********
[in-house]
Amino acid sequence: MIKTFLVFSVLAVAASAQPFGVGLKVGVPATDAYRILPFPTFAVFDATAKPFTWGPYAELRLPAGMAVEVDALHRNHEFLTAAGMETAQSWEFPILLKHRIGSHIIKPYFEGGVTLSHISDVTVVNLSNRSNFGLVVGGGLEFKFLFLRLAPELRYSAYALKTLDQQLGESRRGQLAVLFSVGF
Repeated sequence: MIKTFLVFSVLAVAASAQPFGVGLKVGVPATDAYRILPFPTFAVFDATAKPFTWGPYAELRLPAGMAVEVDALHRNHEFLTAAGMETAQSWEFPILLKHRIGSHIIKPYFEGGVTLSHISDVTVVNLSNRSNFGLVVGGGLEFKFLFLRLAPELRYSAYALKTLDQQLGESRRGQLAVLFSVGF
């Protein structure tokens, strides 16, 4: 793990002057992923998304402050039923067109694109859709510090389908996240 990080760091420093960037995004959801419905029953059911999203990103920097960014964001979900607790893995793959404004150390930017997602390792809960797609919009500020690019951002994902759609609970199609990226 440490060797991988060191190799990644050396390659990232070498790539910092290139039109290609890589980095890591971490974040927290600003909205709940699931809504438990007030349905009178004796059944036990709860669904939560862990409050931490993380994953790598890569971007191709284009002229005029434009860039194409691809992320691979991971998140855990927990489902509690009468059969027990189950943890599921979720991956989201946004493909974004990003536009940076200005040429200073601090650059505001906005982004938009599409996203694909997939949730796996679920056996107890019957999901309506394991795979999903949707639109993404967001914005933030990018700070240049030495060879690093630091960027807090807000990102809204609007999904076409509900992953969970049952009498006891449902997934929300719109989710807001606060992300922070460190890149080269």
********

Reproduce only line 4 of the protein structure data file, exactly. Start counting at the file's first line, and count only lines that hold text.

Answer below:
């Protein structure tokens, strides 16, 4: 793990002057992923998304402050039923067109694109859709510090389908996240 990080760091420093960037995004959801419905029953059911999203990103920097960014964001979900607790893995793959404004150390930017997602390792809960797609919009500020690019951002994902759609609970199609990226 440490060797991988060191190799990644050396390659990232070498790539910092290139039109290609890589980095890591971490974040927290600003909205709940699931809504438990007030349905009178004796059944036990709860669904939560862990409050931490993380994953790598890569971007191709284009002229005029434009860039194409691809992320691979991971998140855990927990489902509690009468059969027990189950943890599921979720991956989201946004493909974004990003536009940076200005040429200073601090650059505001906005982004938009599409996203694909997939949730796996679920056996107890019957999901309506394991795979999903949707639109993404967001914005933030990018700070240049030495060879690093630091960027807090807000990102809204609007999904076409509900992953969970049952009498006891449902997934929300719109989710807001606060992300922070460190890149080269």